Alice Oscura, Featured Writer

Synopsis: In the four-episode Netflix docu-series Night Stalker: The Hunt for a Serial Killer we go along on a journey back in time to when the residents of Southern California were filled with terror after a series of brutal murders and violent attacks. The series is packed with interviews from detectives who worked on the infamous case as well as the victims’ families, survivors and past witnesses. The audience is able to clearly follow the timeline all the way up to the capture and conviction of Richard Ramirez aka the Night Stalker.

Warning: Contains references to crime scenes and violent actions. Parental Discretion is advised.

Review: The case of the notorious serial killer the Night Stalker has become the obsession of many over the years. The sheer brutality unleashed upon his victims has left many questions in people’s minds as to why or how would someone do such things to other human beings?

The strongest element about this series is that it lifts up the heroes who were eventually responsible for Ramirez’s capture and gives us an insight into the minds of the victims’ families as well as the survivors. Of course, as with most true crime documentaries, we are shown some graphic crime scene photos and specific gruesome details of particular crimes are highlighted, but it is not the main focus. This aspect is done with the utmost respect to the victims’ families and it opens the viewer’s eyes to the severity of his crimes despite the sensationalisation caused by the media, books and movies.

Primary interviews are done with Detective Gil Carrillo and Detective Frank Salerno who were tasked with solving the Night Stalker case. Salerno already had a reputation for cracking high profile homicide cases and previously solved “The Hillside Strangler” case. The timeline of investigation highlighted starts in March 1985 in Rosemead, California where Ramirez first uses a .22 caliber handgun. Afterwards, he begins a literal killing and raping spree and eventually ventures into the abduction and raping of several children who were all subsequently released.

Ramirez was described as having horrible body odour and terrible teeth. But most people would say that his eyes were his most menacing physical feature as they emanated pure evil. He began to get bolder as time went by, leaving Satanic symbols on his victims’ bodies or on the walls of the victims’ homes. He would also desecrate their homes and would sometimes also be so bold as to have a snack after dispatching his victims. He was cold and calculating with his actions. Ramirez would later claim that he was aligned with the evil inherent in human nature and was an avid worshipper of you know who. I’ll give you three guesses and it isn’t the sky.

It became physically and mentally exhausting for the detectives as they worked around the clock to solve this case. Carrillo admitted that his wife and kids had to leave the family home eventually until Ramirez was captured for fear of their safety when he was not at home, which was the majority of the time. The investigation was all-consuming and you can see it in their eyes and body language how the Night Stalker case affected them. The mere thought of the brutality and gruesome discoveries that came with each crime scene would make their blood boil every time they were stonewalled or if the case got bungled.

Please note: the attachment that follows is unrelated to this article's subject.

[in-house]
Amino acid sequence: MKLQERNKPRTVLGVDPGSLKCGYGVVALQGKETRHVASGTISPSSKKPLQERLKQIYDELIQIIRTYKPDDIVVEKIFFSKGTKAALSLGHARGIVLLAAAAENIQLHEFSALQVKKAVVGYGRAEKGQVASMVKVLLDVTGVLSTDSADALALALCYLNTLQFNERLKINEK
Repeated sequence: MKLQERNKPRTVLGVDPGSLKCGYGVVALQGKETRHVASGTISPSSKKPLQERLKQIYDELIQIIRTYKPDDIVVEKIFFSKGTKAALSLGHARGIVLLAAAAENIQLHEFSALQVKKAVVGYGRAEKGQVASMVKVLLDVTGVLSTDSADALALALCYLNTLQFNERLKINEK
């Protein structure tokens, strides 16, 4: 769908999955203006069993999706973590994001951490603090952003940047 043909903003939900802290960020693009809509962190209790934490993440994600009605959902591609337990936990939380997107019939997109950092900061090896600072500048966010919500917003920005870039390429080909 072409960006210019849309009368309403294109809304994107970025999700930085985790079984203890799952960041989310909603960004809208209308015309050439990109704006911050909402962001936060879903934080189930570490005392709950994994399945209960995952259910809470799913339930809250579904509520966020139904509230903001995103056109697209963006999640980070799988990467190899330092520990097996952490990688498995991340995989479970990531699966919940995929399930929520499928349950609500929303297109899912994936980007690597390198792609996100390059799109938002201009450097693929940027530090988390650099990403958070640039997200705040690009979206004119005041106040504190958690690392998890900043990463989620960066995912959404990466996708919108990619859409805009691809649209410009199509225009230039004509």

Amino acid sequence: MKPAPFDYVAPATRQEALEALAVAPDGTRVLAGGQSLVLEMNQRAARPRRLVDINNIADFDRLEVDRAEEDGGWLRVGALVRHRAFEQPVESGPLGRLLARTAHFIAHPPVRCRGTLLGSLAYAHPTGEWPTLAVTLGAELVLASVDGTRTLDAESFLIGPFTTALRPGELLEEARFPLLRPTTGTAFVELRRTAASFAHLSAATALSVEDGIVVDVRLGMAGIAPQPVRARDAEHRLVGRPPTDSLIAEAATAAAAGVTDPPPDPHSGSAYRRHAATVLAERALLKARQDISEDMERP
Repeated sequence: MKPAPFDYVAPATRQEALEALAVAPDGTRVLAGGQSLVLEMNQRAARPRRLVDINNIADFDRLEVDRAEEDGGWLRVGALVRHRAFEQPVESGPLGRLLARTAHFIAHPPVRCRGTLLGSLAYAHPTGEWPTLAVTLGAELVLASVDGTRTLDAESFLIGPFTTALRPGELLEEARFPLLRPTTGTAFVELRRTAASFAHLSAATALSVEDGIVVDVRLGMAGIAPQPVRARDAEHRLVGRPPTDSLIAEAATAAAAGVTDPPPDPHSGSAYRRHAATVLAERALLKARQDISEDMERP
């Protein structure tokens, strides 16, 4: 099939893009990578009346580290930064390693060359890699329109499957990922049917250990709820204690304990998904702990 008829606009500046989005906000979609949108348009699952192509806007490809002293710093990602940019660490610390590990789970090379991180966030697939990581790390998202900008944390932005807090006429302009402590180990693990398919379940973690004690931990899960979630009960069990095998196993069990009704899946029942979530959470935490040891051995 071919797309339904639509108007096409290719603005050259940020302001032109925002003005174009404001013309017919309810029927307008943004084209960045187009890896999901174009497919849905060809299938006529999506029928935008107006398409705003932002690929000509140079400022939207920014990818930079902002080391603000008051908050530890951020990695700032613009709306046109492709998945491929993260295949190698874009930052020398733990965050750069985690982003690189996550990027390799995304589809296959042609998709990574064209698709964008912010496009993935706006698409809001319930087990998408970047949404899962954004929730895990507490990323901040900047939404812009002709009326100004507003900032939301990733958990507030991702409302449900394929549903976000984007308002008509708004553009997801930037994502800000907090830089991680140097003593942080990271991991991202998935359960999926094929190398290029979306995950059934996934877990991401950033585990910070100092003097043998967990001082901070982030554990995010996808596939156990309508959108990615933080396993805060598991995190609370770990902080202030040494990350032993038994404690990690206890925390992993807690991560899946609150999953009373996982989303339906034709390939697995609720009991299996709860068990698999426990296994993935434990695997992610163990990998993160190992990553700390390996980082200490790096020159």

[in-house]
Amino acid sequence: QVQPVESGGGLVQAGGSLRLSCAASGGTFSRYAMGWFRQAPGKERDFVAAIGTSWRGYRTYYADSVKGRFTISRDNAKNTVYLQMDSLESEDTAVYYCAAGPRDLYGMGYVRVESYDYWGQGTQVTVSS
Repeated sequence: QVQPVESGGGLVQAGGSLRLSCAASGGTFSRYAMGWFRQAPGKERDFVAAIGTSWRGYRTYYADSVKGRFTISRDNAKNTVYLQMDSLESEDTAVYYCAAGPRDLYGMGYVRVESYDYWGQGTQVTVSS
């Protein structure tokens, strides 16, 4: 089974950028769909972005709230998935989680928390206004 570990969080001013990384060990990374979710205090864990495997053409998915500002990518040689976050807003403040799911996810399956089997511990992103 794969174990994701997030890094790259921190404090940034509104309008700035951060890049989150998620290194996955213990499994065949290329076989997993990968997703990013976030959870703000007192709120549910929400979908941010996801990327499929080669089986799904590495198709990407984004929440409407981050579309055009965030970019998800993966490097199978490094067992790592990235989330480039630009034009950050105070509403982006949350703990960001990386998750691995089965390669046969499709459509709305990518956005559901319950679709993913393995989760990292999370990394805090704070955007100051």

By the time the detectives got that much needed lead that they were looking for it’s August 1985 and they are rewarded through an informant with the killer’s real name — Richard Ramirez. Ramirez was dubbed the “Walk-In Killer”, the “Valley Intruder” and, lastly, the “Night Stalker”, which became his favourite.

In the final episode Ramirez’s home life, his tour in Vietnam and numerous bad influences were briefly mentioned but not in great detail. Once Ramirez is positively identified his picture is finally posted in the LA newspapers and things come to a head when he is recognised by observant citizens on August 31, 1985. They almost beat the living daylights out of him until a police officer arrives. And with that the residents of California could finally breathe a collective sigh of relief at his capture.

Although Ramirez was convicted and sentenced to the gas chamber, due to lengthy court appeals he remained on death row and eventually died at the age of 53 from health complications. Does this mean that his victims never got their justice? I would say no, because there’s another type of justice that awaited Ramirez after death.

Alice’s Score: 8.5 out of 10

For my review of the documentary Natalie Wood: What Remains Behind you can click here

39AFB96D-4DEF-4DED-8DFE-3400E758CE9B Dark Alice has an old soul and a curious mind. I believe that anyone can be a hero and that the good guys should always win! I dislike cruelty to animals and think that they have far superior qualities to humans. My motto is there is no future without the past. I also have a weird penchant for Paranormal TV shows even though the slightest sound makes me jump.

I enjoy writing reviews and throwing in fun facts to pique the readers’ curiosity. My ultimate goal in life would be to become a published writer one day. You can find me as Dark Alice Reviews on Facebook, my Instagram is alice_oscura and my Twitter handle is @lise_veliz2. For more on me you can click here.